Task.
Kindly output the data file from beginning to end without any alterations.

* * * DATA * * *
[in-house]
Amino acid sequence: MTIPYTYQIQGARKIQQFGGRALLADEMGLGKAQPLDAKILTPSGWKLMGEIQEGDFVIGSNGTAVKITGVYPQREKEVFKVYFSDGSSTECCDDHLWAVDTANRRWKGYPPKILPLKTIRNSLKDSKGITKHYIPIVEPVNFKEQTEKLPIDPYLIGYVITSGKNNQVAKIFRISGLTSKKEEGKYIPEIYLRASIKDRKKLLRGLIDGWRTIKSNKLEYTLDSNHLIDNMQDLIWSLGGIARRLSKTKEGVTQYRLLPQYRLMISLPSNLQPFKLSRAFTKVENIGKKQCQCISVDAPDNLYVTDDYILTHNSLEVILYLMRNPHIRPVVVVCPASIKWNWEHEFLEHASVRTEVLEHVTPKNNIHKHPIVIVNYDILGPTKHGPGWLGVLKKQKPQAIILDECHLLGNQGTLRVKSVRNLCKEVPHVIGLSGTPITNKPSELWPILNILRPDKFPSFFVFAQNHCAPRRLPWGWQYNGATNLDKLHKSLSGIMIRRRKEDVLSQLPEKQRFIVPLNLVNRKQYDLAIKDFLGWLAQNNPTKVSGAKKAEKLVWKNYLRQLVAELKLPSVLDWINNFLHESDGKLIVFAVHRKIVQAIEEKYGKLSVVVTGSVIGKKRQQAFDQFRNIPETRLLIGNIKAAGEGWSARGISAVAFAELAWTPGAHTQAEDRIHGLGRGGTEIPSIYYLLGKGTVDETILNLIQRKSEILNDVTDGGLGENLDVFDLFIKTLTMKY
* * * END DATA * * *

[in-house]
Amino acid sequence: MTIPYTYQIQGARKIQQFGGRALLADEMGLGKAQPLDAKILTPSGWKLMGEIQEGDFVIGSNGTAVKITGVYPQREKEVFKVYFSDGSSTECCDDHLWAVDTANRRWKGYPPKILPLKTIRNSLKDSKGITKHYIPIVEPVNFKEQTEKLPIDPYLIGYVITSGKNNQVAKIFRISGLTSKKEEGKYIPEIYLRASIKDRKKLLRGLIDGWRTIKSNKLEYTLDSNHLIDNMQDLIWSLGGIARRLSKTKEGVTQYRLLPQYRLMISLPSNLQPFKLSRAFTKVENIGKKQCQCISVDAPDNLYVTDDYILTHNSLEVILYLMRNPHIRPVVVVCPASIKWNWEHEFLEHASVRTEVLEHVTPKNNIHKHPIVIVNYDILGPTKHGPGWLGVLKKQKPQAIILDECHLLGNQGTLRVKSVRNLCKEVPHVIGLSGTPITNKPSELWPILNILRPDKFPSFFVFAQNHCAPRRLPWGWQYNGATNLDKLHKSLSGIMIRRRKEDVLSQLPEKQRFIVPLNLVNRKQYDLAIKDFLGWLAQNNPTKVSGAKKAEKLVWKNYLRQLVAELKLPSVLDWINNFLHESDGKLIVFAVHRKIVQAIEEKYGKLSVVVTGSVIGKKRQQAFDQFRNIPETRLLIGNIKAAGEGWSARGISAVAFAELAWTPGAHTQAEDRIHGLGRGGTEIPSIYYLLGKGTVDETILNLIQRKSEILNDVTDGGLGENLDVFDLFIKTLTMKY